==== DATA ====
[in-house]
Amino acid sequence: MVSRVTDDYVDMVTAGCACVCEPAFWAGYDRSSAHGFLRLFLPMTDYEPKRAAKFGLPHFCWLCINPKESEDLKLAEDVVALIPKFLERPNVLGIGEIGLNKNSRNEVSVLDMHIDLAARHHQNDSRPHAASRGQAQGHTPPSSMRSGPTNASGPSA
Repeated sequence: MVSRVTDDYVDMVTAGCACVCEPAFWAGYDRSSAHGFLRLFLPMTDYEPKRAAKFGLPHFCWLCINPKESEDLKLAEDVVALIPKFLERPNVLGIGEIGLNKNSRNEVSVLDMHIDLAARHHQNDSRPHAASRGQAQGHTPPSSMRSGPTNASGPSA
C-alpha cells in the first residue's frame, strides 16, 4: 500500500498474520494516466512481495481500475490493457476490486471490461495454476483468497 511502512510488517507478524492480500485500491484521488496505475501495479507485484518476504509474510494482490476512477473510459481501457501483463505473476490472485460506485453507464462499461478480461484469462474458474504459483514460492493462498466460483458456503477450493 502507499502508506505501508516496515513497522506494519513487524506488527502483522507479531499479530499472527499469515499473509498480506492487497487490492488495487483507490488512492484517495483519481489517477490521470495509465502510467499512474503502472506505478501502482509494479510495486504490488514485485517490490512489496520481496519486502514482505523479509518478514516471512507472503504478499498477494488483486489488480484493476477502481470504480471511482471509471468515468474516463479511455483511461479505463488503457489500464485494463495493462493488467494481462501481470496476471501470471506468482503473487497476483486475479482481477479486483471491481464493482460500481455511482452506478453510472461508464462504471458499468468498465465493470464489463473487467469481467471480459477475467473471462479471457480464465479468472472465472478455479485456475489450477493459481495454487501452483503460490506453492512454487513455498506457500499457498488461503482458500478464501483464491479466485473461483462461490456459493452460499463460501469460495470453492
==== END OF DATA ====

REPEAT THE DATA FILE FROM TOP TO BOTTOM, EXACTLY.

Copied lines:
[in-house]
Amino acid sequence: MVSRVTDDYVDMVTAGCACVCEPAFWAGYDRSSAHGFLRLFLPMTDYEPKRAAKFGLPHFCWLCINPKESEDLKLAEDVVALIPKFLERPNVLGIGEIGLNKNSRNEVSVLDMHIDLAARHHQNDSRPHAASRGQAQGHTPPSSMRSGPTNASGPSA
Repeated sequence: MVSRVTDDYVDMVTAGCACVCEPAFWAGYDRSSAHGFLRLFLPMTDYEPKRAAKFGLPHFCWLCINPKESEDLKLAEDVVALIPKFLERPNVLGIGEIGLNKNSRNEVSVLDMHIDLAARHHQNDSRPHAASRGQAQGHTPPSSMRSGPTNASGPSA
C-alpha cells in the first residue's frame, strides 16, 4: 500500500498474520494516466512481495481500475490493457476490486471490461495454476483468497 511502512510488517507478524492480500485500491484521488496505475501495479507485484518476504509474510494482490476512477473510459481501457501483463505473476490472485460506485453507464462499461478480461484469462474458474504459483514460492493462498466460483458456503477450493 502507499502508506505501508516496515513497522506494519513487524506488527502483522507479531499479530499472527499469515499473509498480506492487497487490492488495487483507490488512492484517495483519481489517477490521470495509465502510467499512474503502472506505478501502482509494479510495486504490488514485485517490490512489496520481496519486502514482505523479509518478514516471512507472503504478499498477494488483486489488480484493476477502481470504480471511482471509471468515468474516463479511455483511461479505463488503457489500464485494463495493462493488467494481462501481470496476471501470471506468482503473487497476483486475479482481477479486483471491481464493482460500481455511482452506478453510472461508464462504471458499468468498465465493470464489463473487467469481467471480459477475467473471462479471457480464465479468472472465472478455479485456475489450477493459481495454487501452483503460490506453492512454487513455498506457500499457498488461503482458500478464501483464491479466485473461483462461490456459493452460499463460501469460495470453492